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Moody’s affirms Kuwait Insurance Co’s Baa1 rating Move reflects KIC’s relatively strong diversification

KUWAIT CITY, May 27: Kuwait Insurance Company (KIC), whose insurance financial strength rating (IFSR) Moody’s has affirmed at Baa1, is the largest Kuwaiti non-life insurer in terms of direct premiums. Established in 1960, it writes most lines of non-life insurance, with small amounts of health and medical insurance. The IFSR reflects KIC’s strong position in the domestic market with an established brand and a good reputation for service and financial strength. The rating also reflects the company’s relatively strong diversification, albeit within a small market, and its strong capitalisation relative to peers. However, these strengths face the constraints of an investment strategy that can introduce income statement volatility, as well as high levels of price competition in the Kuwaiti non-life insurance market.

KIC’s strong domestic market position, focus on service, and longstanding relationships with key departments and businesses in Kuwait demonstrate that the company is well placed to secure a significant proportion of the contracted insurance stemming from the upcoming government stimulus package (the draft budget for fiscal 2014-15 projects spending of KD21.9 billion). Furthermore, the IFSR benefits from the company’s strong capitalisation (with 2013 shareholders’ equity representing over 37% of total assets and a gross underwriting leverage, on a Moody’s basis, of 1.6x compared with 2.0x at year-end 2012).

Nonetheless, although real estate holdings are at comparatively low levels, KIC maintains a still significant level of investment risk, with meaningful levels of investments in Kuwaiti equity markets (translating to the 2013 high-risk assets, on a Moody’s basis, being equal to 111% of shareholders’ equity), which has contributed to some volatility in net income. In addition, the company’s underwriting performance has deteriorated recently, with a combined ratio (on a Moody’s basis) of 89% in 2013 compared with 71% in 2011. Further, the Kuwaiti property and casualty insurance market continues to exhibit high levels of price competition.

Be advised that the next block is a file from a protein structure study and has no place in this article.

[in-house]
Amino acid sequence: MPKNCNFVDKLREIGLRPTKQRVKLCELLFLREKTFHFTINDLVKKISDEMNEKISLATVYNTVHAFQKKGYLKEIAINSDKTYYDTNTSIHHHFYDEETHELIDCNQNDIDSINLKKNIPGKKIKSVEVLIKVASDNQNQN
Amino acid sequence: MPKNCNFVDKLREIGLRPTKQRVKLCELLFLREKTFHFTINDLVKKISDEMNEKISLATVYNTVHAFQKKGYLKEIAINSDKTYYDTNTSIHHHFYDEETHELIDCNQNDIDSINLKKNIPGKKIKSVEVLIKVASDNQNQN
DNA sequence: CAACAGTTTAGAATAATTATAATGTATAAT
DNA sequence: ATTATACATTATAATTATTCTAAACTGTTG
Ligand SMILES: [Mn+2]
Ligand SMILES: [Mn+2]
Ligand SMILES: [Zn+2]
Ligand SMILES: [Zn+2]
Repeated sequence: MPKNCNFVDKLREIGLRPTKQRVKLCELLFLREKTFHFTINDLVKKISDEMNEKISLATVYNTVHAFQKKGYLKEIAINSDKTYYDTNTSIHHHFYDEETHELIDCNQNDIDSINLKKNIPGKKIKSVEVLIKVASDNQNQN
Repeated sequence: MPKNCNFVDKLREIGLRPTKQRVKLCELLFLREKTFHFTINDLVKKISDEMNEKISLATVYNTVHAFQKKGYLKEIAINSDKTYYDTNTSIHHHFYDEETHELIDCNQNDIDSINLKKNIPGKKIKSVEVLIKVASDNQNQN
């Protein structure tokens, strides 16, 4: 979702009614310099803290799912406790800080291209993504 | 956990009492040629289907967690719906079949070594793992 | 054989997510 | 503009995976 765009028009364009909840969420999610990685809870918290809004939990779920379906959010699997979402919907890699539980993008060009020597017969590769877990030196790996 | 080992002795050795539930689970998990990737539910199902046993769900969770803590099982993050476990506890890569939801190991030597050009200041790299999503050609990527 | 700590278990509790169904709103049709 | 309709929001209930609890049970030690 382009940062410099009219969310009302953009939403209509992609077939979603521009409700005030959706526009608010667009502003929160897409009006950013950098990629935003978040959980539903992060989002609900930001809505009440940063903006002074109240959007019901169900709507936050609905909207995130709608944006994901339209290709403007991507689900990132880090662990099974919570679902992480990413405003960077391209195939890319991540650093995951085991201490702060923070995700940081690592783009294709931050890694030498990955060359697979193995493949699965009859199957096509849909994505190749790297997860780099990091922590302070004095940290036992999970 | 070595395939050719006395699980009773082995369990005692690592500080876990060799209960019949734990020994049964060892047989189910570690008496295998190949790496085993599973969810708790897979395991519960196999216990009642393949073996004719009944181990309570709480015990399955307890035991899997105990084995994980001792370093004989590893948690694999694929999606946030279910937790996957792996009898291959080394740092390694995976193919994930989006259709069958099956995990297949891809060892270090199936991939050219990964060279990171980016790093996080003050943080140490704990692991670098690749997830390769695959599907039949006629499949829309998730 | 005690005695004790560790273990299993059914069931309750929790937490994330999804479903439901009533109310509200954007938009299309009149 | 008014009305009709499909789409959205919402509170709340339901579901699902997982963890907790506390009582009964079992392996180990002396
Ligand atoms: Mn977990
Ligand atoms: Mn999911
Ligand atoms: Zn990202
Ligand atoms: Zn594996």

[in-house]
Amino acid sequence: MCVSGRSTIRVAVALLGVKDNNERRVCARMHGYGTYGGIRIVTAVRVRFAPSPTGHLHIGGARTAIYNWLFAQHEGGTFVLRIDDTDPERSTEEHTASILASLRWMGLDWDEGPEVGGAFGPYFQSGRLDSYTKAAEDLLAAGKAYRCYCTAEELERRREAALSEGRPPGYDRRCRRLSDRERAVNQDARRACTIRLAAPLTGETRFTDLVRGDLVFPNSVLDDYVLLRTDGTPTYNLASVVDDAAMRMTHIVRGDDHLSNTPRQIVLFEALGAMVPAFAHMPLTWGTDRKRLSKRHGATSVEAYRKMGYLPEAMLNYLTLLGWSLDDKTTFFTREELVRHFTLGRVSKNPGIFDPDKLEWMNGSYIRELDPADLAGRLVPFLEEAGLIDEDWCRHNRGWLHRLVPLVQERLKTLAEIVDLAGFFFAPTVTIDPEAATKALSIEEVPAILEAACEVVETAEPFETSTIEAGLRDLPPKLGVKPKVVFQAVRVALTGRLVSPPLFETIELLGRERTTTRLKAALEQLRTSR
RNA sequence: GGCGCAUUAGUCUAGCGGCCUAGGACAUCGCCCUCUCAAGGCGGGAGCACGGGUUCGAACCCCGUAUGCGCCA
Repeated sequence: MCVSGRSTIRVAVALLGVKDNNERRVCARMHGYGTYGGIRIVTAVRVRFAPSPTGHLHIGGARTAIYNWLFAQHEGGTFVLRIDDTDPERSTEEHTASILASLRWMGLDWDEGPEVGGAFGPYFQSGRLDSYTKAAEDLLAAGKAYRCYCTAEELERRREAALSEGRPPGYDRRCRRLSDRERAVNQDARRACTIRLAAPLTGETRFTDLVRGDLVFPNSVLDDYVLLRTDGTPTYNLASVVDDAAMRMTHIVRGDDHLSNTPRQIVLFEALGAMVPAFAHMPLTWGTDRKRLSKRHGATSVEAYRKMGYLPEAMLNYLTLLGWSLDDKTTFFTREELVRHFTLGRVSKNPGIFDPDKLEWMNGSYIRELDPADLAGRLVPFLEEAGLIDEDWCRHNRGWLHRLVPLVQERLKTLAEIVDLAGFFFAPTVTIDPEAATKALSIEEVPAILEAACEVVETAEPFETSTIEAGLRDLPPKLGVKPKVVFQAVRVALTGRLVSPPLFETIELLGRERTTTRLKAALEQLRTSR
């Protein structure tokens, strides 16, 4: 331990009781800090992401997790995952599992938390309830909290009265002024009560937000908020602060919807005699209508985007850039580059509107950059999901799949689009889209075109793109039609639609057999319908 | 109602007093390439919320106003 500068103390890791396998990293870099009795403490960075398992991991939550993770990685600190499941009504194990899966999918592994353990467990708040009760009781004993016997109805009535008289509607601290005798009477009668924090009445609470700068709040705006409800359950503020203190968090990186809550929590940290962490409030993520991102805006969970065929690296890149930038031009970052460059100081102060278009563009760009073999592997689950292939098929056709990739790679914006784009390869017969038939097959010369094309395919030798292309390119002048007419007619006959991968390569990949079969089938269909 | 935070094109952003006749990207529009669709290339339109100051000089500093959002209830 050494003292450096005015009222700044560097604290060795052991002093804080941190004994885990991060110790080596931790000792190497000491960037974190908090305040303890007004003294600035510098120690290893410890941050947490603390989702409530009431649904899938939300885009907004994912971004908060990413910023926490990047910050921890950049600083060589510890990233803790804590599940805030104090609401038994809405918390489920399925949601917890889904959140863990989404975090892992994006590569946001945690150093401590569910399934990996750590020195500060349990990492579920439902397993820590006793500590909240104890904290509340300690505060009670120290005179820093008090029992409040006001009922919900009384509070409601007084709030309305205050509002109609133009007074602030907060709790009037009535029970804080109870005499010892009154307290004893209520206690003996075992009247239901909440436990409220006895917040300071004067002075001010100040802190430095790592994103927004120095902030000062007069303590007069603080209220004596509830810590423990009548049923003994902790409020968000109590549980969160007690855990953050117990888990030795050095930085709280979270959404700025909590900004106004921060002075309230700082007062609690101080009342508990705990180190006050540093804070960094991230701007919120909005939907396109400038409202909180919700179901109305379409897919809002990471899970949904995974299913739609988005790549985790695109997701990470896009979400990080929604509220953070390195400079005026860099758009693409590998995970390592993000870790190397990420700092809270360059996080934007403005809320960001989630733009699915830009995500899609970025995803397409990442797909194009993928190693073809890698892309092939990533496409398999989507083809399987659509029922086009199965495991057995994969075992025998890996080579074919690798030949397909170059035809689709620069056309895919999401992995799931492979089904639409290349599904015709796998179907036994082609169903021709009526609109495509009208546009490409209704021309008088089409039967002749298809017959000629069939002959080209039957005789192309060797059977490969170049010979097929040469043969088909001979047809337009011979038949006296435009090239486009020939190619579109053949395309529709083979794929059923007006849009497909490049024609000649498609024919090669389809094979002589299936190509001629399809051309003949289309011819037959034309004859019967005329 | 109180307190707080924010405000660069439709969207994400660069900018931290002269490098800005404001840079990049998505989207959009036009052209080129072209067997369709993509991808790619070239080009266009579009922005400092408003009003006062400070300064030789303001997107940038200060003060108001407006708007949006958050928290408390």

As a result, upward pressure on the rating could result from (i) improvements in asset quality, with a greater focus on bond investments and deposits; (ii) consistent improvements in underwriting, with the combined ratio on a steady downward trend; and/or (iii) wider geographic diversification, with good positions elsewhere in the Gulf Cooperation Council.
Conversely, downward pressure on the rating could result from (i) a weakened capital position, with gross underwriting leverage increasing to 3x, or loss of major cedents in the reinsurance program; (ii) a significant deterioration in the underwriting performance, with combined ratios above 100% for several years; (iii) a deterioration in the liquidity of the asset portfolio; and/or (iv) a significant reduction in market share.
Moody’s has affirmed the following rating with a stable outlook: Kuwait Insurance Company — IFSR of Baa1.
In 2013, KIC recorded a 2% increase in gross contributions to KD34.0 million from KD33.3 million in 2012, owing largely to the increase in its fire, general accident and takaful business. At the same time, net income increased by 8% to KD4.2 million from KD3.9 million in 2012. Finally, KIC’s equity increased by 17% to KD54.2 million in 2013 from KD46.2 million at year-end 2012.

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